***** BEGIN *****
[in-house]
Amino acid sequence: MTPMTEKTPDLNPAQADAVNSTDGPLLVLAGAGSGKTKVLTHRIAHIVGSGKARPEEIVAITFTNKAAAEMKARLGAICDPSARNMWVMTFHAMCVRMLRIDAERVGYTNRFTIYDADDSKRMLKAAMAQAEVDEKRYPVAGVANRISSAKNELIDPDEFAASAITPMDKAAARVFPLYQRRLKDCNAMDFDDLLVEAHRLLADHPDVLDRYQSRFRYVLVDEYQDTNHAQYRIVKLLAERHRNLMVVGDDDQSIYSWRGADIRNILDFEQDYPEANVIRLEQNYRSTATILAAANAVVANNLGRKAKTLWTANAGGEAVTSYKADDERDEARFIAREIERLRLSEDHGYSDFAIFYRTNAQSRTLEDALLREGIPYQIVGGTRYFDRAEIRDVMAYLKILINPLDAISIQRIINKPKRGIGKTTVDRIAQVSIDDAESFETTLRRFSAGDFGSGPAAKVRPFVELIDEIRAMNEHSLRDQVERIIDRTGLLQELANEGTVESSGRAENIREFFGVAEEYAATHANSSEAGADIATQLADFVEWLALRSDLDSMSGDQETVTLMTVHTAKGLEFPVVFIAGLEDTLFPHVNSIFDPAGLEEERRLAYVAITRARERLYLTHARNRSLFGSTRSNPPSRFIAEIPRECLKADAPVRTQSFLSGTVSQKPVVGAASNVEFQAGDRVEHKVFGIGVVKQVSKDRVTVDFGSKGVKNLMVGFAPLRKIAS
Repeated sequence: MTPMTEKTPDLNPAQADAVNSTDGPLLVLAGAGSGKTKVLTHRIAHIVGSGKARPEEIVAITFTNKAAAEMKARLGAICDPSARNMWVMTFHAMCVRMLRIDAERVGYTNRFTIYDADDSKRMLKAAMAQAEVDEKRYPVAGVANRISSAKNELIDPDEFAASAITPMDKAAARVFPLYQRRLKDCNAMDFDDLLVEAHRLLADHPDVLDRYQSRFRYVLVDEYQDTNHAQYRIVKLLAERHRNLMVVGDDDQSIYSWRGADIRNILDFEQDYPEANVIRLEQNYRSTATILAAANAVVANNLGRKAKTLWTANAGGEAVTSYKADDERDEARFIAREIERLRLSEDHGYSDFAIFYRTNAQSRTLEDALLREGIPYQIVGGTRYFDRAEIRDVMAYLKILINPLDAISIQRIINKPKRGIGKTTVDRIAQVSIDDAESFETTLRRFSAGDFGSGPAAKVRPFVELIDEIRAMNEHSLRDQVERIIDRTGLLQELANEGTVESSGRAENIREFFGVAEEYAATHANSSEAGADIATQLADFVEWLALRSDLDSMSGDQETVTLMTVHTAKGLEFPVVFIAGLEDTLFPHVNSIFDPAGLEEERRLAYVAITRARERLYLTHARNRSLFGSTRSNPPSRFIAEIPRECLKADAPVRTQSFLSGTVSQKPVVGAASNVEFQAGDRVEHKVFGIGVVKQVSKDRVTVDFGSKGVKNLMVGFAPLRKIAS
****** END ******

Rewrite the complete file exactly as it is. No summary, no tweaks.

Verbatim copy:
[in-house]
Amino acid sequence: MTPMTEKTPDLNPAQADAVNSTDGPLLVLAGAGSGKTKVLTHRIAHIVGSGKARPEEIVAITFTNKAAAEMKARLGAICDPSARNMWVMTFHAMCVRMLRIDAERVGYTNRFTIYDADDSKRMLKAAMAQAEVDEKRYPVAGVANRISSAKNELIDPDEFAASAITPMDKAAARVFPLYQRRLKDCNAMDFDDLLVEAHRLLADHPDVLDRYQSRFRYVLVDEYQDTNHAQYRIVKLLAERHRNLMVVGDDDQSIYSWRGADIRNILDFEQDYPEANVIRLEQNYRSTATILAAANAVVANNLGRKAKTLWTANAGGEAVTSYKADDERDEARFIAREIERLRLSEDHGYSDFAIFYRTNAQSRTLEDALLREGIPYQIVGGTRYFDRAEIRDVMAYLKILINPLDAISIQRIINKPKRGIGKTTVDRIAQVSIDDAESFETTLRRFSAGDFGSGPAAKVRPFVELIDEIRAMNEHSLRDQVERIIDRTGLLQELANEGTVESSGRAENIREFFGVAEEYAATHANSSEAGADIATQLADFVEWLALRSDLDSMSGDQETVTLMTVHTAKGLEFPVVFIAGLEDTLFPHVNSIFDPAGLEEERRLAYVAITRARERLYLTHARNRSLFGSTRSNPPSRFIAEIPRECLKADAPVRTQSFLSGTVSQKPVVGAASNVEFQAGDRVEHKVFGIGVVKQVSKDRVTVDFGSKGVKNLMVGFAPLRKIAS
Repeated sequence: MTPMTEKTPDLNPAQADAVNSTDGPLLVLAGAGSGKTKVLTHRIAHIVGSGKARPEEIVAITFTNKAAAEMKARLGAICDPSARNMWVMTFHAMCVRMLRIDAERVGYTNRFTIYDADDSKRMLKAAMAQAEVDEKRYPVAGVANRISSAKNELIDPDEFAASAITPMDKAAARVFPLYQRRLKDCNAMDFDDLLVEAHRLLADHPDVLDRYQSRFRYVLVDEYQDTNHAQYRIVKLLAERHRNLMVVGDDDQSIYSWRGADIRNILDFEQDYPEANVIRLEQNYRSTATILAAANAVVANNLGRKAKTLWTANAGGEAVTSYKADDERDEARFIAREIERLRLSEDHGYSDFAIFYRTNAQSRTLEDALLREGIPYQIVGGTRYFDRAEIRDVMAYLKILINPLDAISIQRIINKPKRGIGKTTVDRIAQVSIDDAESFETTLRRFSAGDFGSGPAAKVRPFVELIDEIRAMNEHSLRDQVERIIDRTGLLQELANEGTVESSGRAENIREFFGVAEEYAATHANSSEAGADIATQLADFVEWLALRSDLDSMSGDQETVTLMTVHTAKGLEFPVVFIAGLEDTLFPHVNSIFDPAGLEEERRLAYVAITRARERLYLTHARNRSLFGSTRSNPPSRFIAEIPRECLKADAPVRTQSFLSGTVSQKPVVGAASNVEFQAGDRVEHKVFGIGVVKQVSKDRVTVDFGSKGVKNLMVGFAPLRKIAS